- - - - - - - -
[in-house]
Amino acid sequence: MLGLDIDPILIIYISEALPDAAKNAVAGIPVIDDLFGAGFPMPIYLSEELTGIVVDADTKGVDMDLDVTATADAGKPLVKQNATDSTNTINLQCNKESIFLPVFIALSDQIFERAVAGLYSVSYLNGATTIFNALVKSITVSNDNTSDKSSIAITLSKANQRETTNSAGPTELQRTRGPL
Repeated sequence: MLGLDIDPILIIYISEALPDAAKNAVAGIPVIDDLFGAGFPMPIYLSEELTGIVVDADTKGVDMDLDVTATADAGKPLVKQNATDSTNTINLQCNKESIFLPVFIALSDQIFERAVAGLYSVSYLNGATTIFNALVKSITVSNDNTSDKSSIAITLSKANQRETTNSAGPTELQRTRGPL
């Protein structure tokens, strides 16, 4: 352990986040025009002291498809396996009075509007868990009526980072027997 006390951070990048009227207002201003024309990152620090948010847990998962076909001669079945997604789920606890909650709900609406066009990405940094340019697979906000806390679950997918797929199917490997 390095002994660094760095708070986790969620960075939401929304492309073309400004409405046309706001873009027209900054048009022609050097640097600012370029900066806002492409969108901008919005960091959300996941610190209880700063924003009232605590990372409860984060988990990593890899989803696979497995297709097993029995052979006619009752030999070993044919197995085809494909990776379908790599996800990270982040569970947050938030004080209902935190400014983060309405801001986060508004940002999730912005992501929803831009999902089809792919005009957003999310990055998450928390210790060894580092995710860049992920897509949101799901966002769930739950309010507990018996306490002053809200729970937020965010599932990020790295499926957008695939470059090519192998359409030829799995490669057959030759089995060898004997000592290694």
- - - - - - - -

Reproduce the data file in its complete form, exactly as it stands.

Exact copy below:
[in-house]
Amino acid sequence: MLGLDIDPILIIYISEALPDAAKNAVAGIPVIDDLFGAGFPMPIYLSEELTGIVVDADTKGVDMDLDVTATADAGKPLVKQNATDSTNTINLQCNKESIFLPVFIALSDQIFERAVAGLYSVSYLNGATTIFNALVKSITVSNDNTSDKSSIAITLSKANQRETTNSAGPTELQRTRGPL
Repeated sequence: MLGLDIDPILIIYISEALPDAAKNAVAGIPVIDDLFGAGFPMPIYLSEELTGIVVDADTKGVDMDLDVTATADAGKPLVKQNATDSTNTINLQCNKESIFLPVFIALSDQIFERAVAGLYSVSYLNGATTIFNALVKSITVSNDNTSDKSSIAITLSKANQRETTNSAGPTELQRTRGPL
């Protein structure tokens, strides 16, 4: 352990986040025009002291498809396996009075509007868990009526980072027997 006390951070990048009227207002201003024309990152620090948010847990998962076909001669079945997604789920606890909650709900609406066009990405940094340019697979906000806390679950997918797929199917490997 390095002994660094760095708070986790969620960075939401929304492309073309400004409405046309706001873009027209900054048009022609050097640097600012370029900066806002492409969108901008919005960091959300996941610190209880700063924003009232605590990372409860984060988990990593890899989803696979497995297709097993029995052979006619009752030999070993044919197995085809494909990776379908790599996800990270982040569970947050938030004080209902935190400014983060309405801001986060508004940002999730912005992501929803831009999902089809792919005009957003999310990055998450928390210790060894580092995710860049992920897509949101799901966002769930739950309010507990018996306490002053809200729970937020965010599932990020790295499926957008695939470059090519192998359409030829799995490669057959030759089995060898004997000592290694």